Monday, May 31, 2010


All of our bags are packed. All of our furniture is moved. It is raining, the internet is out. The power is out. TIH

There is nothing left to do but shower when the power comes back. Sleep. Then climb on the plane taking us to the States.

I wonder what in the hell all of this means.

I have been in Haiti for 5 months and 4 days. I think I know less now than when I came.

I thought I would see the world and develop ideas about how missions should be done. I thought I would see poverty and develop ideas about how aid should be done.

In hindsight, those were unbelievably arrogant thoughts. To think that I could spend 5 months of my 26 years here and “figure it out”! If I had spoken those thoughts to anyone here when I showed up, they would have laughed in my face. And rightly so.

I have built a great friendship with a long term missionary here, John. He has lived in Haiti almost as long as I have been alive. He says the longer he is here, the less he understands. On the eve of my first furlough, I certainly believe it.

This is all a very winding way to say that I am going home with more questions than answers.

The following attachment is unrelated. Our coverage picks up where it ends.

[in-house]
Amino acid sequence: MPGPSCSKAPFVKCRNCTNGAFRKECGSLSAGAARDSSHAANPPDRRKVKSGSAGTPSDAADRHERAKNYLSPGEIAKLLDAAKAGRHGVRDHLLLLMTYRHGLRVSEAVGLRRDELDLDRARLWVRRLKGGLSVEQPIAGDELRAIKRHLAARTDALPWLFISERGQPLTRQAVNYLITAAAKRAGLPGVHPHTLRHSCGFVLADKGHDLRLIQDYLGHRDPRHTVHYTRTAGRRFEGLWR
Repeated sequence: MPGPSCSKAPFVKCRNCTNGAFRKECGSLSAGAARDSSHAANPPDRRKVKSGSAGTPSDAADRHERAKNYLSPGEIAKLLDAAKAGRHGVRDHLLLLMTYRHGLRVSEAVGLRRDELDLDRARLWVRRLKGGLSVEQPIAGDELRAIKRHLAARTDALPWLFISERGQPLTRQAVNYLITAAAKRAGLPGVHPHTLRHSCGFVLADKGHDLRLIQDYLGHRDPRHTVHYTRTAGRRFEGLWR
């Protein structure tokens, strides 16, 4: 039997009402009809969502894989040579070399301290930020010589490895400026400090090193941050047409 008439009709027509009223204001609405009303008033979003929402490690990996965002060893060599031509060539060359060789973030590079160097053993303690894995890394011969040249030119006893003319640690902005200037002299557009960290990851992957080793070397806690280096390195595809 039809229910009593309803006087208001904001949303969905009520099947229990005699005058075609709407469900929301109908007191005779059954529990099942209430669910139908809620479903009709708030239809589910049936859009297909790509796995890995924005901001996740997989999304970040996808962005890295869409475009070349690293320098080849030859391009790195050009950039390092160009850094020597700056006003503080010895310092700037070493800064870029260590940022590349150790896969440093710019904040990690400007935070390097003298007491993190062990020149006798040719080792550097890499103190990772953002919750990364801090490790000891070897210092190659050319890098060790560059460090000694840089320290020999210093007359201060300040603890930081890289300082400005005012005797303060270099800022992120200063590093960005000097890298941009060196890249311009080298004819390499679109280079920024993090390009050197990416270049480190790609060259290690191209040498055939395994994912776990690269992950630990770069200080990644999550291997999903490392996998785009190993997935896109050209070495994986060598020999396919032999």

How do you provide aid without destroying the local economy? What does Haiti need? What is the best way for the American church to do missions? Where is God in disasters? And what is the right answer when people ask, “did God cause this earthquake?” How do I go home and live in Dallas after living in Haiti? How different am I? How different are my friends? Can I hide in my in-laws' guestroom for 8 weeks? In short, how do I make sense of all of this?

I feel similar to the way I felt when I first watched Memento or Basic.

I want to rewind to the confusing parts and watch it again to get the answers. Or I want to turn to the person who watched it with me and ask, “huh?” and have them explain it (where is Jeff Gillum when you need him!).

I know it is not going to work that way. I am only going to sort this out by spending a great deal of time asking the Holy Spirit to explain it to me. Even then, I realize that some of the answers might elude me in this life.

There is no neat way to wrap up these thoughts because there is no clean summary for heavy questions like these. They will be wrestled with, unpacked, and banged at with a sledge hammer. Some will crumble. Some will chip. And some will dent the hammer.

1 comment:

  1. You may be getting tired of hearing it, but I'm sure your family and friends (both at home and in Haiti) are proud and thankful for what you have accomplished. Jesus doesn't ask us to do lots of material things or even understand all that much why we do what we do (or at least why He does what He does). He asks us to glorify Him, and to love others as ourselves as we share Him with others. You've both gone above and beyond in regards to that. Thanks.



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